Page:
While a choirboy at the Cathedral of St. Peter & Paul in Brno, the capital of Moravia, Alphonse Mucha had a divine revelation about the nature of the Baroque aesthetic. It took him to Vienna, Munich, and finally to Paris, where the 1900 Universal Exhibition brought him international renown. The spiritual and the commercial appear perfectly wedded in his work, but he was conflicted about this his entire life.
“The mastery evident in creating two archetypes of the female form against a decorative background confirms Mucha’s artistic maturity. Both women, portrayed in profile, have their heads decorated with beautiful jewelry, the richness and oriental nature of which suggested the name Byzantine Heads for the series. The subtle differences in details between the paintings are worth noticing. For the first time, there appears the perfect form of Mucha’s often-used motif, circle framing each head interrupted by a strand of hair. With this device, it is as if Mucha’s unreachable beauties have broken the magic border between themselves and their admirers and suggest the possibility that they might, perhaps, meet” (Mucha/Art Nouveau, p. 192).
“Alexander Dumas Jr.’s drama… had been very popular since its premier in 1852. Sarah Bernhardt considered it to be the key drama in her repertoire. This is perhaps Mucha’s most beautiful poster. The story of the tragic love of the great courtesan is portrayed in the poster with shocking impact. The figure of the heroine in a white robe leans against a balustrade with a background of silver stars. Her rich swept-back hair is adorned with her favorite flower, the camellia. This heraldic flower is repeated at the bottom of the poster, held by a mysterious hand… The tragedy is also symbolized by the hearts twined by thorny branches in the corners above the figure’s head… Mucha’s ability to characterize the substance of the play for which he created this poster, as well as his ability to express the most beautiful features of Sarah’s personality, was brought to perfection in this poster” (Mucha/Art Nouveau, p. 146).
Mucha. Sarah Bernhardt. Hamlet. What more needs to be said? Bernhardt gazes out hauntingly as the Prince of Denmark; behind her, the Ghost of Hamlet’s Father; below her feet, the drowned Ophelia. “What a piece of work is a man, how noble in reason, how infinite in faculties…” After performing in Britain, the Birmingham Gazette wrote, “[Bernhardt’s] Hamlet is a man in constant frenzy, possessed with the one thought of avenging his father’s death. He is not mad, but maddened.” The rest is silence. This is a two-sheet poster.
Mucha’s imaginative decorative panels representing the Four Seasons were so successful that he made at least three different sets—in 1896, 1897, and this one in 1900. This set, created at the same time as some of his most celebrated works for the 1900 Paris World’s Fair, is arguably the most emotive and artistically imaginative of the three. Winter is secluded, hidden, in tones of white and brown; Spring steps forward with erotic directness of intent; Summer is warm, languid, and indolent; while Autumn, regal Autumn, sets her bounty out with Byzantine splendor. It is exceptionally rare to have all four of these panels together in a single lot; it is even rarer to find this full 1900 set printed on silk, which gives an added luster to the presentation.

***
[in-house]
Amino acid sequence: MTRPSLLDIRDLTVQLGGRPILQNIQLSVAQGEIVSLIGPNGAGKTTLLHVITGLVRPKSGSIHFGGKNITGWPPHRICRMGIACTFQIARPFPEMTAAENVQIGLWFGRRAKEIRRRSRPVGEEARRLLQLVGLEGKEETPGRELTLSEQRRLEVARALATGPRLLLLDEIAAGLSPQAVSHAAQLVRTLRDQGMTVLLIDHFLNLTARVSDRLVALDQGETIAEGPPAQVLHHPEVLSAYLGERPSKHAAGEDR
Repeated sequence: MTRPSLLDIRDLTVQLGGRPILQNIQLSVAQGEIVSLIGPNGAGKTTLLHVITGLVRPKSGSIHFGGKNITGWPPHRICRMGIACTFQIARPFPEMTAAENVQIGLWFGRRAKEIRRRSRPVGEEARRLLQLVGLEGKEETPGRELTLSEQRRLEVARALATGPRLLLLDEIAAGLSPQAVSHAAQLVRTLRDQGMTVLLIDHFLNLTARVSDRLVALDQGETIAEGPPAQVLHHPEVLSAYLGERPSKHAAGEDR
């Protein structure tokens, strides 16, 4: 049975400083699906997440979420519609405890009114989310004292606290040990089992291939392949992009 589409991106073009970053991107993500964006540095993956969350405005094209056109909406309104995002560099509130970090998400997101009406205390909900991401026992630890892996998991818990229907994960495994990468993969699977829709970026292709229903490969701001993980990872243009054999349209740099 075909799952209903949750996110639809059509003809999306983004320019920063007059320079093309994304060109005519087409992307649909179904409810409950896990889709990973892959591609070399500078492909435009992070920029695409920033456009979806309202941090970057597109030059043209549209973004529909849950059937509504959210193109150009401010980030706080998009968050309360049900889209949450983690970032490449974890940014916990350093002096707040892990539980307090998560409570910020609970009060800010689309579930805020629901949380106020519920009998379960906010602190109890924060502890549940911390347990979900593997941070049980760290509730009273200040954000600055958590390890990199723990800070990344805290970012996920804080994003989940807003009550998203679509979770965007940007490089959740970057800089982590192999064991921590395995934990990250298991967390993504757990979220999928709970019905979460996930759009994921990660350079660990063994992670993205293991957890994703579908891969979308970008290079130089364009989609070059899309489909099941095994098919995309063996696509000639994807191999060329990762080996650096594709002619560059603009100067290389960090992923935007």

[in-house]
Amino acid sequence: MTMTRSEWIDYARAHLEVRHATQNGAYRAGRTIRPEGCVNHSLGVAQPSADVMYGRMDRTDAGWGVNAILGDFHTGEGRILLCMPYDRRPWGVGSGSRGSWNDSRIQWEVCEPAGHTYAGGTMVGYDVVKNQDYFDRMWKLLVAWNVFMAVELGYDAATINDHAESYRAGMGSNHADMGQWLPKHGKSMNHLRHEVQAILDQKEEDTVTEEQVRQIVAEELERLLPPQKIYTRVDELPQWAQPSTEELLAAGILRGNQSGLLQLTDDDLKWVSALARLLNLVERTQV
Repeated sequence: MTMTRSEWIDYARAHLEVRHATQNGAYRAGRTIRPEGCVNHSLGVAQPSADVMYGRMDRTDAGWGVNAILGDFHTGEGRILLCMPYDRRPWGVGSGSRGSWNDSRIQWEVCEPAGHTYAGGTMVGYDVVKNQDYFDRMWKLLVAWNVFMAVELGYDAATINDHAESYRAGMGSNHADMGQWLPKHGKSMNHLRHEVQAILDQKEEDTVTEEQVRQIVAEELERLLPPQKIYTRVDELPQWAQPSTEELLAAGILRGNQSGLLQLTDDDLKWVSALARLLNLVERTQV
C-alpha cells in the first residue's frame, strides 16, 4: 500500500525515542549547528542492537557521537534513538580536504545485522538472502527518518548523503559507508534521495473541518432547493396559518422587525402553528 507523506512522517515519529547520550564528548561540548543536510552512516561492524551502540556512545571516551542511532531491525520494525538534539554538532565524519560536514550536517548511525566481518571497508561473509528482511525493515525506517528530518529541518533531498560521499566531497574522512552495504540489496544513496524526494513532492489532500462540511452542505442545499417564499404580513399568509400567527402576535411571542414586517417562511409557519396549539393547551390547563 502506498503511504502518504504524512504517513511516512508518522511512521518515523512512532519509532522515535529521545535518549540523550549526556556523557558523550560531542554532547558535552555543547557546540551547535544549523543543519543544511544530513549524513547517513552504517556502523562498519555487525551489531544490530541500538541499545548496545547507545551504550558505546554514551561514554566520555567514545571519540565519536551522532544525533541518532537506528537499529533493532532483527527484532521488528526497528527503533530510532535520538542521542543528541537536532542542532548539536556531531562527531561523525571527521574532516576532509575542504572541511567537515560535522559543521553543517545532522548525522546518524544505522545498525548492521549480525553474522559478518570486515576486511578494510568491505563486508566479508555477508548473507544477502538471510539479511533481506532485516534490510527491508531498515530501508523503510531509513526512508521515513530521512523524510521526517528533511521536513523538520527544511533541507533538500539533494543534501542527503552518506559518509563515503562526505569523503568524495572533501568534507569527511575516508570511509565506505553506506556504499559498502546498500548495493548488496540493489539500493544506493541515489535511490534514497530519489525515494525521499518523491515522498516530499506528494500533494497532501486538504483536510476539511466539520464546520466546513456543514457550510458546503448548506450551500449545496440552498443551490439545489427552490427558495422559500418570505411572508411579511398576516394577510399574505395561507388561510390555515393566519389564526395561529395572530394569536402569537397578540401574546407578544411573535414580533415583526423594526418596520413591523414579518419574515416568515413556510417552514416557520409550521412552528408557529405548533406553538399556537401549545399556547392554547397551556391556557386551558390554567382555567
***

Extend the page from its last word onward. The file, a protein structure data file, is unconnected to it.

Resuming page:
“One of the fundamental premises of Art Nouveau was to look for inspiration in nature, and in ‘The Flowers’ set Mucha produced one of the best arguments for it. The four ethereal sprites represent [from left to right, respectively] the Rose, the Iris, the Carnation, and the Lily, and it is a clear case of Beauty celebrating beauty in each instance” (Lendl/Prague, p. 201). Originally, these images each occupied a separate panel, and were sold in a set; here, they’re placed side-by-side on a single sheet, which enabled Mucha to create a particularly Belle-Époque border for it, with ivy leaves, vines, and blossoms bursting out from the margins.
Heather from Brittany; Holly from Normandy. Both the flora and the costumes of the two women symbolize these seaside provinces of northwestern France, which look across to one another, both in these pictures and on the map. “Mucha himself, according to his son Jiri, always referred to the pictures as ‘La Bretonne’ and ‘La Normande.’ Their official names are Chardon de Grèves (Thistle of the Beach) and Bruyère de Falaise (Heather of the Cliffs). The thistle depicted here, however, is a common European plant of the eryngo family named Sea Holly—the real thistle would be too prickly [for the pose]” (Rennert/Weill, p. 290). Note the superb decoration at the bottom margin, which appears to anticipate the most elaborate interior design flourishes of the Art Deco period.
“For the firm of Moët & Chandon… Mucha executed a number of designs which were used on menus, postcards and other publicity. Two of his assignments were for posters; one of them was used to advertise their White Champagne… while the other served to publicize the… Crémant Imperial. [White Star’s] seductive being tempts us with choice grapes in a lovely outdoor setting, with flowers at her feet and vine tendrils and leaves all about her head… [While Crémant Impérial is a] grand design for a grand wine—the serene repose of the classically beautiful face, the gentle flowing garment, the delicate hues, the rich ornamental pattern, and the precise handling of spaces and shapes” (Rennert/Weill, p. 244).
“Vin des Incas was… a coca-based potion sold in pharmacies with the vague medicinal claim that it helps ‘convalescents.’ Mucha shows an ancient Indian paying obeisance to a luscious goddess. Both are wearing feathered headdresses, and the atmosphere is one of languorous tropical idyll” (Rennert/Weill, p. 176). This is the smaller format version.
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